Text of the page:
'Crisis' is the new term many people use to describe the warming of the earth’s temperature and its likely devastating effects.
If we do nothing, New Zealand’s temperature could rise by more than 4 degrees by 2100.
The latest call to action has been led largely by young people both in Aotearoa and around the world, and millions have recently taken to the streets to demand change.
New Zealand’s protests came just weeks after our government offered up 2,200 square kilometres of Taranaki land for oil and gas exploration, in a region where oil and gas production is a major money earner.
But some Māori call this block offer, a 'second confiscation'.
Ngāti Ruanui CEO, Debbie Ngarewa Packer of Pātea says, “We, like our ancestors, have had to live with the indignity of seeing our land carved up as it was with surveyors, in the way that highlighted, I guess, what for us was our holocaust as Māori, as Ngāti Ruanui, as Taranaki.”
Climate Justice Taranaki spokeswoman, Emily Bailey agrees.
“We’d definitely call it another confiscation. They took the land, and then they took the trees and then they moved us all off the land, and now they’re taking what’s under the land and dumping the waste on top. We’ve just had enough.”
Urs Signer, also of Climate Justice Taranaki, says dairy farming is another mainstay of Taranaki’s economy. But methane gas from belching cows adds to the climate crisis.
“Taranaki has all the ingredients that create climate chaos, you’ve got the deforestation, chopping down every tree to make room for cows. You’ve got the intensification of dairy farming, you’re drilling for oil and gas to chuck chemical fertiliser at the land to degrade the soil again. We have rivers that have way too much nitrogen in them. And you’ve got all the methane and all the CO2 emissions from that activity," he says.
The government’s response to climate chaos was to introduce climate change legislation. If passed it will:
- Establish a Climate Change Commission.
- Reduce greenhouse gasses, except methane from animals, to net zero by 2050.
Burping cows need only reduce their gas by 10 percent by 2030, then by up to 47 percent by 2050.
But Debbie Ngarewa Packer would like to see more done, sooner, especially when it comes to oil and gas production.
“What we would like to see is that this government starts to be genuine in its commitment to actually name a date, a time that this sector is going to stop.“
But oil and gas production has helped make Taranaki rich since the first well was dug in 1865. Now, some estimates say there may be only a decade’s worth of resources left.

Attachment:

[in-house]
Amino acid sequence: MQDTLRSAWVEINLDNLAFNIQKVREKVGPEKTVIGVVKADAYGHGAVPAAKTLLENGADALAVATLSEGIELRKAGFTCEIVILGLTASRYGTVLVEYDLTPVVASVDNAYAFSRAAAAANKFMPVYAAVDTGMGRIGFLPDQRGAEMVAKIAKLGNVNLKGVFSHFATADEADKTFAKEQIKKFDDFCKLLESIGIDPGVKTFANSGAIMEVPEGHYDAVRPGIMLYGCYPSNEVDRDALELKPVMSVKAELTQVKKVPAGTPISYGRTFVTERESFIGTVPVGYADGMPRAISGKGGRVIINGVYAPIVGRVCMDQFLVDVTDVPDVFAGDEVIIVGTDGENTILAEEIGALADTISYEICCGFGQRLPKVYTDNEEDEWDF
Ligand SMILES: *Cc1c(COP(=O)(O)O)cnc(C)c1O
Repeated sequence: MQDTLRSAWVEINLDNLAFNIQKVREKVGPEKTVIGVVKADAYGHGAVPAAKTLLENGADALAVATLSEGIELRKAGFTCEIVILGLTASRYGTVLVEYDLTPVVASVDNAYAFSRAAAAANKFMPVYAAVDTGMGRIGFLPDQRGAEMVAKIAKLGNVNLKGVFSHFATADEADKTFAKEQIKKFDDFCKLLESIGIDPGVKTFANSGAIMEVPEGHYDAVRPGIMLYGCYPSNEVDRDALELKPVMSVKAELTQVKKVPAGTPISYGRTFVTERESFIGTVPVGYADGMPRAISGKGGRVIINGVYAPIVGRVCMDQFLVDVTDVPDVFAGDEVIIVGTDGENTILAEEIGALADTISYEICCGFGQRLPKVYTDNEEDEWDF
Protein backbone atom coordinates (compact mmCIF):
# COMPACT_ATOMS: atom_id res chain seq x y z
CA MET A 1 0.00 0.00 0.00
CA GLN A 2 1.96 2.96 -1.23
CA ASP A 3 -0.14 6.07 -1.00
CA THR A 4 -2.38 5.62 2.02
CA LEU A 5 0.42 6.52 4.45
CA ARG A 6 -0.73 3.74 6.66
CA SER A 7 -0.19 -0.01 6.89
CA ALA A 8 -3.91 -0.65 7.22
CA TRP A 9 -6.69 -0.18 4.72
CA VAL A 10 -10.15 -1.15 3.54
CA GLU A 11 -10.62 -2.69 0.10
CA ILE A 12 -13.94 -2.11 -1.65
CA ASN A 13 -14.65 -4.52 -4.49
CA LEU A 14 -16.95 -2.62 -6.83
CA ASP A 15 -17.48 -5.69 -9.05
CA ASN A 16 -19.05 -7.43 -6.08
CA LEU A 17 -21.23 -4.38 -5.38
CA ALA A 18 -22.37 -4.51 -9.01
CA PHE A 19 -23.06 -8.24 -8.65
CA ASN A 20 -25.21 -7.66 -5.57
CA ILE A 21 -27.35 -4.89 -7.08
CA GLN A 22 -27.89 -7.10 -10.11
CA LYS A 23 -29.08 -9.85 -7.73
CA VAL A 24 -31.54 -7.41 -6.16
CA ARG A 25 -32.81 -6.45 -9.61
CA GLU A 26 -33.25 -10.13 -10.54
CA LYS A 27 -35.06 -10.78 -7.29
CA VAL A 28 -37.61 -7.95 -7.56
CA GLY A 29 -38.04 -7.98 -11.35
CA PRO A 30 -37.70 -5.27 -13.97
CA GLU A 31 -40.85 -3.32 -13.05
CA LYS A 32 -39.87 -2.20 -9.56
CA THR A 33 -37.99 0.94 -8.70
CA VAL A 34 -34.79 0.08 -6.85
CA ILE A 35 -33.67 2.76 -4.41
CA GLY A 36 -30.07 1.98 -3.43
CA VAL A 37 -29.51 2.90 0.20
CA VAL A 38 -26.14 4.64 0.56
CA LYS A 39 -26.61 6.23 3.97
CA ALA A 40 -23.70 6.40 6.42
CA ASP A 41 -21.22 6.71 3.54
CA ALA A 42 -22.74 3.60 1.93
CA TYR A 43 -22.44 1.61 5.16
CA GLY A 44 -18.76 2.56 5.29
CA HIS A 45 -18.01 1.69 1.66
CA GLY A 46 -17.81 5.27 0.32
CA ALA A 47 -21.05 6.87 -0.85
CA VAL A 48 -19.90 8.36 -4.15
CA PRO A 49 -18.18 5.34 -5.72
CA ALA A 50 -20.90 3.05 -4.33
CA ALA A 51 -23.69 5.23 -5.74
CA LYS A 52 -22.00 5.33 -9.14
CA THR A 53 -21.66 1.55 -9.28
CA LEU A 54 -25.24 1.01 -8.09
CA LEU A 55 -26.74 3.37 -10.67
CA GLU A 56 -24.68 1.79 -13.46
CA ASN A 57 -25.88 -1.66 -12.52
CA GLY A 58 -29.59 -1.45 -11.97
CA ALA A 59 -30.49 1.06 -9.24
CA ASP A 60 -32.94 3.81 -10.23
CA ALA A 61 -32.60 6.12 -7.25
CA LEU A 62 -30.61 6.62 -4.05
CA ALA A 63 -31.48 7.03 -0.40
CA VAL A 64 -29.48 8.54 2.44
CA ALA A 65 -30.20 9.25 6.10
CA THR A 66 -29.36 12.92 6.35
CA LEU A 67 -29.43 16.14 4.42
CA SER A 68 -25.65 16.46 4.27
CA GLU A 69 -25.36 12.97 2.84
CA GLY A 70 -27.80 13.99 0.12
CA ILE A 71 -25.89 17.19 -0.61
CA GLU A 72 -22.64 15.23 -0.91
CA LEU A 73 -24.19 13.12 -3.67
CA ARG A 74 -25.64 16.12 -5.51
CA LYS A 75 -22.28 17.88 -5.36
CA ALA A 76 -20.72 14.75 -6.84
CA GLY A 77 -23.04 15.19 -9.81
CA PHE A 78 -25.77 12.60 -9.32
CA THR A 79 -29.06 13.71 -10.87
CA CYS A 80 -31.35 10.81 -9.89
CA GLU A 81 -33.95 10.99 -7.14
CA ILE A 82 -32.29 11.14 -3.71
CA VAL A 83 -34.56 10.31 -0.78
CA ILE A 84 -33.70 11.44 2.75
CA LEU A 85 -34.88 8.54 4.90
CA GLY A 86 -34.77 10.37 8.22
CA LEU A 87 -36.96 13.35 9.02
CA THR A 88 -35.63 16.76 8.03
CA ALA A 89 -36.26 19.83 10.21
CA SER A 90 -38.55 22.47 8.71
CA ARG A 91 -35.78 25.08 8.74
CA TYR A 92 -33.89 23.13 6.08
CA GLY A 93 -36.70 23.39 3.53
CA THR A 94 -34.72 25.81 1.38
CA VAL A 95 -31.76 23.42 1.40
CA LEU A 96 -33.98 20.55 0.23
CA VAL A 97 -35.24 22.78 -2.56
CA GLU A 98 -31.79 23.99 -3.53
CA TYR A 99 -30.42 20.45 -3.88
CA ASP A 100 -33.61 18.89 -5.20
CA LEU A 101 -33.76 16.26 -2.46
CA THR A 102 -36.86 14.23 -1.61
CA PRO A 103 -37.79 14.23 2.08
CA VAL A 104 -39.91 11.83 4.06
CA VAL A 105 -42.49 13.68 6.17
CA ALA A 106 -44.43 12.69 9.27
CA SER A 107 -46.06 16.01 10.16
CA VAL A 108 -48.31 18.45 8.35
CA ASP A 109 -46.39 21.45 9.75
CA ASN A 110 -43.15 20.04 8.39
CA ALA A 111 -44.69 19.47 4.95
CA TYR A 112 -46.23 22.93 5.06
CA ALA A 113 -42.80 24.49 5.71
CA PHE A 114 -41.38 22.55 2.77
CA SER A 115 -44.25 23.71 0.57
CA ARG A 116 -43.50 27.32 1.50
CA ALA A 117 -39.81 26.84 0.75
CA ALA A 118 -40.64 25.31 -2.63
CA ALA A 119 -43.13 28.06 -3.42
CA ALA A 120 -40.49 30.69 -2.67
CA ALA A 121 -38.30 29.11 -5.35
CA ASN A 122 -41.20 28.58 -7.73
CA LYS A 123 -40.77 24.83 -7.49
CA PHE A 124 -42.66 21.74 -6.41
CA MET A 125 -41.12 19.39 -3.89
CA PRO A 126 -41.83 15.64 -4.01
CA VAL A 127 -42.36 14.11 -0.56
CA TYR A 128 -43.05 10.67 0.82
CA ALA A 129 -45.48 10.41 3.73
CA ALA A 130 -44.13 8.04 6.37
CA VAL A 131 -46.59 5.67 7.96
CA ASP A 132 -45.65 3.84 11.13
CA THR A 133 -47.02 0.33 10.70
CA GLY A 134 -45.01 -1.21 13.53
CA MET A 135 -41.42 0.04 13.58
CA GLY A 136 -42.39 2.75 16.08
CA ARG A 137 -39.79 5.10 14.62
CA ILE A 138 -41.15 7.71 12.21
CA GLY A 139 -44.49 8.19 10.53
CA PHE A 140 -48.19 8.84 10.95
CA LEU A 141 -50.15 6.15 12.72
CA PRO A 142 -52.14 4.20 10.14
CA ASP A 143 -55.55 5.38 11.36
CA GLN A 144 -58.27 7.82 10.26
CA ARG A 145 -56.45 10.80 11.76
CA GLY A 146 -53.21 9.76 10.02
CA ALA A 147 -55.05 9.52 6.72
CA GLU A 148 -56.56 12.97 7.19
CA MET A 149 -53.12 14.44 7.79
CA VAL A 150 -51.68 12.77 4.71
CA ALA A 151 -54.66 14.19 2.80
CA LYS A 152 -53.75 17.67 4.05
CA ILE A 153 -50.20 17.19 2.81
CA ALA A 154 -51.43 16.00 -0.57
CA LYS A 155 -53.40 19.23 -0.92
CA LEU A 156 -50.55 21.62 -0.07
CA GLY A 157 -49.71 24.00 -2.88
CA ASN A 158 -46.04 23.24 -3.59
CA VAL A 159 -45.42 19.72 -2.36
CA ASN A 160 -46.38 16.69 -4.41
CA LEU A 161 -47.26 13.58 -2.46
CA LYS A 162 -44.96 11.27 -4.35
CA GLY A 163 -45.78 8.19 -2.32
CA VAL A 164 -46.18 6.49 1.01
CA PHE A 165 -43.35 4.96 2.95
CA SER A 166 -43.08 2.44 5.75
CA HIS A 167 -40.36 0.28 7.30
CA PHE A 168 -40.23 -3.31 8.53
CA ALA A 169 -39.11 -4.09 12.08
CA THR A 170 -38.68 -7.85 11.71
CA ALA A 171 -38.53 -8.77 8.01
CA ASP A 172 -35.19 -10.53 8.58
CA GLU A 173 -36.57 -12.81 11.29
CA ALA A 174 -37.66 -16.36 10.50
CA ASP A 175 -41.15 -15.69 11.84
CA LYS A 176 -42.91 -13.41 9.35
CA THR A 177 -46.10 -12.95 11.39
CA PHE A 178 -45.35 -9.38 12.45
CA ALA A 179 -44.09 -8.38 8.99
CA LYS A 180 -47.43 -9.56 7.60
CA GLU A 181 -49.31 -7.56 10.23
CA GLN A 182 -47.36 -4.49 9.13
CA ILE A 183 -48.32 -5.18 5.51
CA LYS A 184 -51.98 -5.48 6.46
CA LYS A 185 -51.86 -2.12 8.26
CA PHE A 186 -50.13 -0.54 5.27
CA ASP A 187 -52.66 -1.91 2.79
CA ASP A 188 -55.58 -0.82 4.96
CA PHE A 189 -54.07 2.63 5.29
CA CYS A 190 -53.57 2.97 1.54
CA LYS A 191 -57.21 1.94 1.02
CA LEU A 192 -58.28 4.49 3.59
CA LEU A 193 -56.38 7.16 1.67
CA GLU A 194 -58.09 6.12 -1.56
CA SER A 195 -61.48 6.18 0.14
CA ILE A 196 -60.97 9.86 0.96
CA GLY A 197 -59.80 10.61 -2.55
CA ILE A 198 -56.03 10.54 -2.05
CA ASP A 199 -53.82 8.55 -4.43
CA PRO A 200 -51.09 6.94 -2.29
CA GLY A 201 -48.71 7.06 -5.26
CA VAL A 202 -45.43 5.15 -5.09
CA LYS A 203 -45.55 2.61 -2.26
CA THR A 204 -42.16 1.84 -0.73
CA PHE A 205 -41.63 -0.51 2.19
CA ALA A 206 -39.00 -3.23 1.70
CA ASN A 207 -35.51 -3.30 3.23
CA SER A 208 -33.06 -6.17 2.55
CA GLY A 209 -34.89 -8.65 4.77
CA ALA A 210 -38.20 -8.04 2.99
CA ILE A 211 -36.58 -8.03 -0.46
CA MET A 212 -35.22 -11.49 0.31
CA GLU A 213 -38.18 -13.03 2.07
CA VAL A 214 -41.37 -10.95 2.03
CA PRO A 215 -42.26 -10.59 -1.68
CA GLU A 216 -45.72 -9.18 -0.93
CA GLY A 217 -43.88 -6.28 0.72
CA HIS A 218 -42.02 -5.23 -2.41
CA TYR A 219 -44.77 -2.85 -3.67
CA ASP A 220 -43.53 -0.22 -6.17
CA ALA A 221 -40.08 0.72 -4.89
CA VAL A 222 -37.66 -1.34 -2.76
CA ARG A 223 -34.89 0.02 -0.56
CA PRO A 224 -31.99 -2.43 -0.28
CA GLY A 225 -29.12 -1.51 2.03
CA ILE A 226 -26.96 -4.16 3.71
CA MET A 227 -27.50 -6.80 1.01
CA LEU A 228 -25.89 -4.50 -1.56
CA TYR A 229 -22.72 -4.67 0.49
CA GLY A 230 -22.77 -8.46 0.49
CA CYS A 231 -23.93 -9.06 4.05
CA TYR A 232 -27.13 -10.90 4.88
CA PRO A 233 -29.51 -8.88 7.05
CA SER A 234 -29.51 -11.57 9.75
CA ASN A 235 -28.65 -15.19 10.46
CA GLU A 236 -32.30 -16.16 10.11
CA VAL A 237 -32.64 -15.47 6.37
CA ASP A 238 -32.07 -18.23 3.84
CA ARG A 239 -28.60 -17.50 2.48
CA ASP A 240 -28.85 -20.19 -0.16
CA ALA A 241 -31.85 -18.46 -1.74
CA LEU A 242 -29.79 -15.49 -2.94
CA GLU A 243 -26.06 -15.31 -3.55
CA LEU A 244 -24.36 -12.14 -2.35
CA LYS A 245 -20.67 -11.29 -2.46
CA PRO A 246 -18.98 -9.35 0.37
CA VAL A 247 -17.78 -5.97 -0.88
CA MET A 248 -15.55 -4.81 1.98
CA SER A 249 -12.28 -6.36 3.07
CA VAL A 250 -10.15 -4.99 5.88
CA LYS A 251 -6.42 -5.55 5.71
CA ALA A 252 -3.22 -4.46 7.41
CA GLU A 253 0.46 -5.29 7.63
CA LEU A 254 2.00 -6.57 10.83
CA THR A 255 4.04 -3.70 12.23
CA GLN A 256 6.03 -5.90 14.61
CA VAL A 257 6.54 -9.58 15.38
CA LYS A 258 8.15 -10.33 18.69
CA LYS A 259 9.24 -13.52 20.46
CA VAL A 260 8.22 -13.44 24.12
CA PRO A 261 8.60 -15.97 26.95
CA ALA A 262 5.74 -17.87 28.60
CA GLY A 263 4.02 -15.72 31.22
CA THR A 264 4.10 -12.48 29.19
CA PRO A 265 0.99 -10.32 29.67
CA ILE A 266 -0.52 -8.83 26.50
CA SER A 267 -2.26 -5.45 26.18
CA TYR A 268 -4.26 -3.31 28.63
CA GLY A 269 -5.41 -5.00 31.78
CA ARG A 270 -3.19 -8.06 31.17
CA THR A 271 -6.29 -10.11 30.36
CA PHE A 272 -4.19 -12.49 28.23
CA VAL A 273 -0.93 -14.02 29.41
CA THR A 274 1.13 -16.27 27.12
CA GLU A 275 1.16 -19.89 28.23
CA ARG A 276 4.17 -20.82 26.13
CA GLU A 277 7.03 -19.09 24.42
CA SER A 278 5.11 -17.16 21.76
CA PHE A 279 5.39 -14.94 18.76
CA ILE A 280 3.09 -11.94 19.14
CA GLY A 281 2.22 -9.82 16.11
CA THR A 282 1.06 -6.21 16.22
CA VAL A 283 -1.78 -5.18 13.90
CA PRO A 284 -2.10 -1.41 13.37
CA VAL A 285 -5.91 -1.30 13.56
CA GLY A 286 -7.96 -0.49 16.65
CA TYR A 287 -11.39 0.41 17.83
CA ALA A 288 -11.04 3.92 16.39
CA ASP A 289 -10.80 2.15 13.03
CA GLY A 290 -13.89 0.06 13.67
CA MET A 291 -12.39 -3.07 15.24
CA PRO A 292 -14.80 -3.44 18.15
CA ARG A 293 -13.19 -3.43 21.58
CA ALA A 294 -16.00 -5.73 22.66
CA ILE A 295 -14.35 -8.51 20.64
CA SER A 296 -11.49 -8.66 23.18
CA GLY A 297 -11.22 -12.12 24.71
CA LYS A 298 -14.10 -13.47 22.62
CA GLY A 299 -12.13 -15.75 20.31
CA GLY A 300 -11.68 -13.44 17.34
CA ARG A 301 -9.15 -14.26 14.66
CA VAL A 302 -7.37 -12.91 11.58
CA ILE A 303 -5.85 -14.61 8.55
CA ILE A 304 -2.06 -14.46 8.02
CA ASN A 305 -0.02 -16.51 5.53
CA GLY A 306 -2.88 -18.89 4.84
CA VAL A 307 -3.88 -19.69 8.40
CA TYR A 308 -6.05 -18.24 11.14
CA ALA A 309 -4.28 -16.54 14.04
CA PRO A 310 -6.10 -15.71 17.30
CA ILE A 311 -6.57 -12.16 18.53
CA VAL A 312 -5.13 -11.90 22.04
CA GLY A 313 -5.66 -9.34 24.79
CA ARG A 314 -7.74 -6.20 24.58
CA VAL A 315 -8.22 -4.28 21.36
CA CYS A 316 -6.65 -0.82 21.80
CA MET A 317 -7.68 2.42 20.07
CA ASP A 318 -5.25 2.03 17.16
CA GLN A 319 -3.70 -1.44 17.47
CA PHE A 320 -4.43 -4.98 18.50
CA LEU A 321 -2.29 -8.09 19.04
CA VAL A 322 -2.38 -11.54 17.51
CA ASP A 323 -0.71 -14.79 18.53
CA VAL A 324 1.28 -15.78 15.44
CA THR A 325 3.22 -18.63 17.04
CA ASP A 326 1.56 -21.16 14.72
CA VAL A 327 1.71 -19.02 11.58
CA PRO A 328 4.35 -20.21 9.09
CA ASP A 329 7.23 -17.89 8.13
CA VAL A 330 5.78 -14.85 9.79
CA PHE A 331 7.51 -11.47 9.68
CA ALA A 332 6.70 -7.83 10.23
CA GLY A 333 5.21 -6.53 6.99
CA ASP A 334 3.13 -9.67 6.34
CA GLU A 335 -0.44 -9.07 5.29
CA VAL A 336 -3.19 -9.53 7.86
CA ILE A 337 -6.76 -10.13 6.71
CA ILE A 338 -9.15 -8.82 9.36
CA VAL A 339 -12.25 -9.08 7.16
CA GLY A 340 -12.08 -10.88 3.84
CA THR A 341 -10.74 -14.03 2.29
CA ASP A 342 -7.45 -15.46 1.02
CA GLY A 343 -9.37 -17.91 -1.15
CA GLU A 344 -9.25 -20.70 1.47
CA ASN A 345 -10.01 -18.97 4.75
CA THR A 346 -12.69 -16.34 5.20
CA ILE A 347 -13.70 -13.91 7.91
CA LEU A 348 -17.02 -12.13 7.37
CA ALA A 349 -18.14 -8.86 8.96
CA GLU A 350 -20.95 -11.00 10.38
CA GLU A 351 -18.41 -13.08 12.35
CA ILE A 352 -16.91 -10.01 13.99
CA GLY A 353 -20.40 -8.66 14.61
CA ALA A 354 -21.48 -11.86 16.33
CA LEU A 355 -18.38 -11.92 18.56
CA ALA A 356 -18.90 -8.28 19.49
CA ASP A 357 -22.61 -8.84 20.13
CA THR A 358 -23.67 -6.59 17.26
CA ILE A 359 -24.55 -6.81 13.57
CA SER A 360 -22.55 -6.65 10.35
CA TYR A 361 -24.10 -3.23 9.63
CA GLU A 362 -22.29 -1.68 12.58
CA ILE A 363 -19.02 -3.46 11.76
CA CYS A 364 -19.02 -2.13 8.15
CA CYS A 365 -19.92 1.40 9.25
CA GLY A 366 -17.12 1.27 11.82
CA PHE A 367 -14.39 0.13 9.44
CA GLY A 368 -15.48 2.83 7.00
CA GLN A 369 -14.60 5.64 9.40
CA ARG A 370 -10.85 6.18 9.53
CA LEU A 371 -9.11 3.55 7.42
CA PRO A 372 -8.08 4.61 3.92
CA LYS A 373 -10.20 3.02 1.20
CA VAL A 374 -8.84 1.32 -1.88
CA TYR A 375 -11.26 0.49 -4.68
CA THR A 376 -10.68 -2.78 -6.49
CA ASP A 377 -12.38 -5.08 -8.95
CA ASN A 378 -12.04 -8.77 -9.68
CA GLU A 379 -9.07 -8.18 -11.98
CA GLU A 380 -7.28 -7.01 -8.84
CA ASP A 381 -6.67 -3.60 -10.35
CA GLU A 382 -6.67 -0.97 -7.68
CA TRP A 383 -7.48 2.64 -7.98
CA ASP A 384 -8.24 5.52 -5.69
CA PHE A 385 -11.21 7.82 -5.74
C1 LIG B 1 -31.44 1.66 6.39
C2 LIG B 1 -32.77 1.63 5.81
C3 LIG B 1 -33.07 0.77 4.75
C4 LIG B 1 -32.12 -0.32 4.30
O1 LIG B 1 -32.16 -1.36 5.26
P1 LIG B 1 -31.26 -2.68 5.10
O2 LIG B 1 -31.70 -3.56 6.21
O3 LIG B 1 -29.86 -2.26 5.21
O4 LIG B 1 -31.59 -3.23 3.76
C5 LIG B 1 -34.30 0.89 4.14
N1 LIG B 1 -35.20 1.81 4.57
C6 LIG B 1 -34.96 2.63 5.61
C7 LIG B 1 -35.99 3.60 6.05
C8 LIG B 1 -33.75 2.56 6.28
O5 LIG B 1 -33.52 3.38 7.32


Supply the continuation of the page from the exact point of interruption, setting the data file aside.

Last year, the government put a stop to any new offshore oil exploration permits.
Prime Minister Jacinda Ardern called it her generation’s 'nuclear-free moment' and most Taranaki iwi welcomed the move.
But there are concerns that economically Māori will suffer, especially rangatahi.
“More than 40% of the youth in Taranaki are Māori and a lot of them are already experiencing high disparity, so if we don’t get this next step right it’s going to be worse,” says Packer.
A two-day national and international think tank named 'Just Transition' was held in Taranaki to discuss ways to move away from oil and gas without wrecking the economy.
One of the speakers was Liana Poutu, chairwoman of Te Kotahitanga o Te Atiawa, who had a wero for summit participants.
“We’re committed to our region and to put it out there; is our region committed to us?”
She says Māori have not generally benefited from oil and gas production in Taranaki and are not investors in those industries.
Both Poutu and Packer say Taranaki iwi will survive a move away from oil and gas production. Packer, who is from the home of Poi E and Pātea, is no stranger to tough transitions.
“We know how to survive the closing down of freezing works, muru raupatu, you name it- and this is a tribe of people who created “Poi E” when their works and jobs and everything had closed down so we’re extremely resilient,” she says.
Poutu adds, “Our experience through those previous transitions is that they have been done without us and had we participated then perhaps the negative impacts on our communities, on our people may not have been as significant or bad as they were."
Poutu also sees the potential for Māori in the development of new, clean fuel alternatives.
The government has set aside $27mil for a new energy research centre in Taranaki and $20mil for research.
Poutu says, “It’s a prime opportunity to upskill our own people to participate in this alternative energy industry. We currently have an ongoing and unacceptable level of deprivation among our people and that gap has the potential to get bigger, and our people have the potential to be the most negatively impacted by a transition.
"So, for us, the key would be trying to get our people upskilled and into a position where they could participate in the new alternative energy sector which is something that we’re not involved in currently.”
Meantime, 'Midnight Oil' lead singer Peter Garrett, who is also a former Australian Environment Minister, lent his voice to the 'Just Transition Summit'.
He has some dire warnings if we don’t act now.
“What we’re staring into the barrel of is enormous food scarcity in those areas where drought will be significant. We’re looking at much more spread of disease. We’re looking at the evacuation of large numbers of people from low-lying coastal areas and that’s going to be an issue for you here in NZ.
"We’re looking at the potential for conflict between nations over scarce resources. This is a nightmare and the only way we can hold that nightmare at bay is to act now. The time is now, the time has come,” he says.